Q&A 1 year ago What is EMDR with Kathryn Lubow
It was a gloomy day in New York and I was boarding my flight back to Los Angeles when the heavy, familiar knot started to rise in my throat.
The walls of the airplane starting to cave in and thousands of thoughts raced through my mind. They raced around so fast it was hard to grab onto just one. I took a deep breath, remembering what Kathryn told me to do. Tap, tap, tap, right left, right left and finally the anxiety lowered and peace began to calm over me.
There is really no explanation for how or why we have panic attacks, anxiety attacks and how we allow our past to greatly affect our daily emotions. It wasn’t until sitting down with Kathryn Chaya Lubow that I gained further insight about somatic and mindfulness based therapies as well as EMDR.
What is EMDR?
EMDR, or eye movement desensitization and reprocessing, is an integrative psychotherapy approach for treating trauma, as well as a number conditions ranging from performance anxiety to phobias.
Treatment with EMDR accesses target memories, or events that you haven’t fully processed or they may feel like they are still happening in real time, such as with PTSD. For example, if someone was in a car accident or had a terrible breakup, you can access those memory channels and clear them with EMDR.
Are there tools from EMDR that I can use in my everyday life?
We often have a reaction to a small event that is out of proportion to what is really happening, for example someone cuts you off in line or your friend doesn’t get back to you quickly enough. In that moment, I would take a moment to check in or “float back” to the earliest time that you remember feeling the same way. It often helps to scan through the sensations in your body—like beating heart, clench in the belly, etc. You may suddenly remember that time your teacher embarrassed you in front of the class, or some other mistreatment. This is an indication that you have a memory from your past that still needs to be processed.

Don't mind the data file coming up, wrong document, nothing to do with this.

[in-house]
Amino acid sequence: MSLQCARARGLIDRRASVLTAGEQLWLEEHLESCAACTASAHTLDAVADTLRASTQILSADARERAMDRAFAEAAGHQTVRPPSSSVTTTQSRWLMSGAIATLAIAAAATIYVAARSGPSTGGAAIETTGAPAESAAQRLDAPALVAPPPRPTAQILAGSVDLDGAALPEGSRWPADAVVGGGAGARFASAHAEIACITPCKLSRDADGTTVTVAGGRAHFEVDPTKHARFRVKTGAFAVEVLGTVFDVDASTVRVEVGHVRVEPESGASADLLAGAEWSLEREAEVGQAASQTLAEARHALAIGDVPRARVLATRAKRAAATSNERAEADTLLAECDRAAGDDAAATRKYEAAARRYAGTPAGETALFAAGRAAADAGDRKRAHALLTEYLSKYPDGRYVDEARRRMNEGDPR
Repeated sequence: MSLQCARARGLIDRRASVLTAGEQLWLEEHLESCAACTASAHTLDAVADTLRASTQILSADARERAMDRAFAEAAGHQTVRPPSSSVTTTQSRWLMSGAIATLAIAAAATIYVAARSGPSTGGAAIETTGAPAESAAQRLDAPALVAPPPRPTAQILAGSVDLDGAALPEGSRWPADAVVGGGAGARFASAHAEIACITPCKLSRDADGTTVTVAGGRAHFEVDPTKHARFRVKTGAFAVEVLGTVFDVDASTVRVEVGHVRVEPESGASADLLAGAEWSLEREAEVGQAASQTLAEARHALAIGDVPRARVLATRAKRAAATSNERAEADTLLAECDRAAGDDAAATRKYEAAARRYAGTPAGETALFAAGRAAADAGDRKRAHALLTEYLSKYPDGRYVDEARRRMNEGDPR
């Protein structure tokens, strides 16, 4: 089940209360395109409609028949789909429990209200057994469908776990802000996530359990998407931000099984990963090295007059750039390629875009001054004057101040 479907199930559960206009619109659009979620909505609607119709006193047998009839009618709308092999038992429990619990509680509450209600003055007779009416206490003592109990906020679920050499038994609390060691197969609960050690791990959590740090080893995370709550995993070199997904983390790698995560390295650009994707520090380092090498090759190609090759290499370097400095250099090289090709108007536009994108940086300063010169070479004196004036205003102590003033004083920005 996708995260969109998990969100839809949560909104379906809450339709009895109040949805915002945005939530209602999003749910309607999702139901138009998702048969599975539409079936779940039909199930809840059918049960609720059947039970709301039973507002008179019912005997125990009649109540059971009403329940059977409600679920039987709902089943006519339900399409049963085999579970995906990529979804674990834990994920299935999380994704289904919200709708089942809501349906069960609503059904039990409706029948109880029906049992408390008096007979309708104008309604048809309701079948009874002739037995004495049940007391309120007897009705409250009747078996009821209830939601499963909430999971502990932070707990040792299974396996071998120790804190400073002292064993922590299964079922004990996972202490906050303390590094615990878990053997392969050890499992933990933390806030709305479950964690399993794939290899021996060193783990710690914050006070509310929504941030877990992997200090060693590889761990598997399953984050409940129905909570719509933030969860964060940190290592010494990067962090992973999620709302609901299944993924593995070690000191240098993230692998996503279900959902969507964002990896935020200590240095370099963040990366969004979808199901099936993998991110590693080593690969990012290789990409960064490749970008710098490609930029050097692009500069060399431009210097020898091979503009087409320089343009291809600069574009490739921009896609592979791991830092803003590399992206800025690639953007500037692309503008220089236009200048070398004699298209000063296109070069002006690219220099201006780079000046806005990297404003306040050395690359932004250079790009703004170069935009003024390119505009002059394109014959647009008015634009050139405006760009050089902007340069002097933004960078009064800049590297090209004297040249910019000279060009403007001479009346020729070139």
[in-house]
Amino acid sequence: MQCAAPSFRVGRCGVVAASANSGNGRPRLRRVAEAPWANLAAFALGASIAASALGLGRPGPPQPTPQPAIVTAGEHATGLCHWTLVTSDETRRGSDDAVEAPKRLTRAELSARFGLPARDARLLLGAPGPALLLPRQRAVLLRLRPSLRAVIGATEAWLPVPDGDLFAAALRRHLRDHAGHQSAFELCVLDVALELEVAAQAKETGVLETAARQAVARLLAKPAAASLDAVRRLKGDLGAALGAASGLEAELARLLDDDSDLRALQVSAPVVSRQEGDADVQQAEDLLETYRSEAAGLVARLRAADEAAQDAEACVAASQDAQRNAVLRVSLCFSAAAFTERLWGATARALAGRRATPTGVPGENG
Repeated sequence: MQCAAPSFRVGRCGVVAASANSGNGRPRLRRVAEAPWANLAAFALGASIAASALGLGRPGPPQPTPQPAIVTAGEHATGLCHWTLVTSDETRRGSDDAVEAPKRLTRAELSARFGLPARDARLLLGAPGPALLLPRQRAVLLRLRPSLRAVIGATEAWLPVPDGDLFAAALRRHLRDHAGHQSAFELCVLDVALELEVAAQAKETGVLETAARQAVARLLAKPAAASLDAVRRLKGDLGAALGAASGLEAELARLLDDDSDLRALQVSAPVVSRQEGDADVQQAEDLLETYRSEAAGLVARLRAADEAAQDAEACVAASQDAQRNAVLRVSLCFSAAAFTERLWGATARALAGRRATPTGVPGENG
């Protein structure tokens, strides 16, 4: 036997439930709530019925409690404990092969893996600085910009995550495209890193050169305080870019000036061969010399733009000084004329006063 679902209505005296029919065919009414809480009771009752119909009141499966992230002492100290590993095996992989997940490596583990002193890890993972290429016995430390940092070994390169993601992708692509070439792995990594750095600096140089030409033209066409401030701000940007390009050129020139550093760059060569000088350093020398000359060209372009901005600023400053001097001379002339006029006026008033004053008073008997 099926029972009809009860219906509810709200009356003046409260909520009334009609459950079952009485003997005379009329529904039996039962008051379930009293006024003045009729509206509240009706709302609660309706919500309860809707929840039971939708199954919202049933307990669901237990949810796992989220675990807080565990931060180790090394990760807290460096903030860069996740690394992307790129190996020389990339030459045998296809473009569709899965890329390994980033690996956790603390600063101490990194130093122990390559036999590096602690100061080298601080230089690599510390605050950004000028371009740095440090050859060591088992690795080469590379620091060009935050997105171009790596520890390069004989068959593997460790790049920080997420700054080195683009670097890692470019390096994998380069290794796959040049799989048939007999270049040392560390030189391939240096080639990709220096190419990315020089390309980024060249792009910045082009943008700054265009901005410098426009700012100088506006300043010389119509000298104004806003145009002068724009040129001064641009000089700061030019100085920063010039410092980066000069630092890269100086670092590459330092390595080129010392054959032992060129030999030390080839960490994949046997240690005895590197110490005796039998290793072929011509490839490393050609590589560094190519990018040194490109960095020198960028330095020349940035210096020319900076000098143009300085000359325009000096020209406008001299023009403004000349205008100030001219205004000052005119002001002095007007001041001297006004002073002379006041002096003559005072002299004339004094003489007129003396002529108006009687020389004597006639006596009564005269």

One tool that is effective to use on your own is called “resource tapping” in which you bring to mind a beautiful place that creates calm, such as the beach or somewhere in nature, or being with someone you love. You can use the “butterfly hug”, where you give yourself a hug and tap 12 sets on your upper arms—right, left, right, left, etc. to reduce and calm down the stress you are feeling. To reprocess a difficult or traumatic memory from your past, I would recommend finding a licensed clinician to guide you through this process.
What are 3 books that you would recommend to someone who is going through a difficult time?
If a person is suffering from social anxiety, how would you help them?
Many people suffer from social anxiety, so you can know that you are not alone!I would encourage people who feel this way to expose themselves to as many different social situations as possible. Be sure to progress slowly and you will build confidence and coping skills over time. Every time you notice a judgmental thought come up about yourself when you are in a social situation, such as “Why did I say that? They must think I’m so stupid!” to be kind to yourself with some self compassion. Remember that it’s just a thought, not a fact, (we are not mind readers), and everyone struggles with self-criticism. Then, offer yourself a kind thought or suggestion such as “May I be at ease.”
What does changing cognitions mean? How do you do this?
We can recognize that our beliefs about ourselves are often a cognitive distortion, and we are not experiencing our deepest self or life for that matter, as it truly is. With a shift in perspective, we can see that thoughts are not facts and challenge ourselves to view ourselves or the situation in a different way, even perhaps to see a silver lining!
How has dedicating your life and career toward practicing and teaching mindful self compassion effected or changed your life?
When I was in graduate school for psychology, my daughter was only 2 years old and it was extremely difficult to keep all of the balls in the air. I was introduced to self-compassion practice at that time and I realized that it gave so much more space. I could be present and kind to all aspects of myself, even the imperfect mess that I had been beating myself up about. It was a game changer for me, and since then for many of my clients and loved ones which is such a reward in and of itself.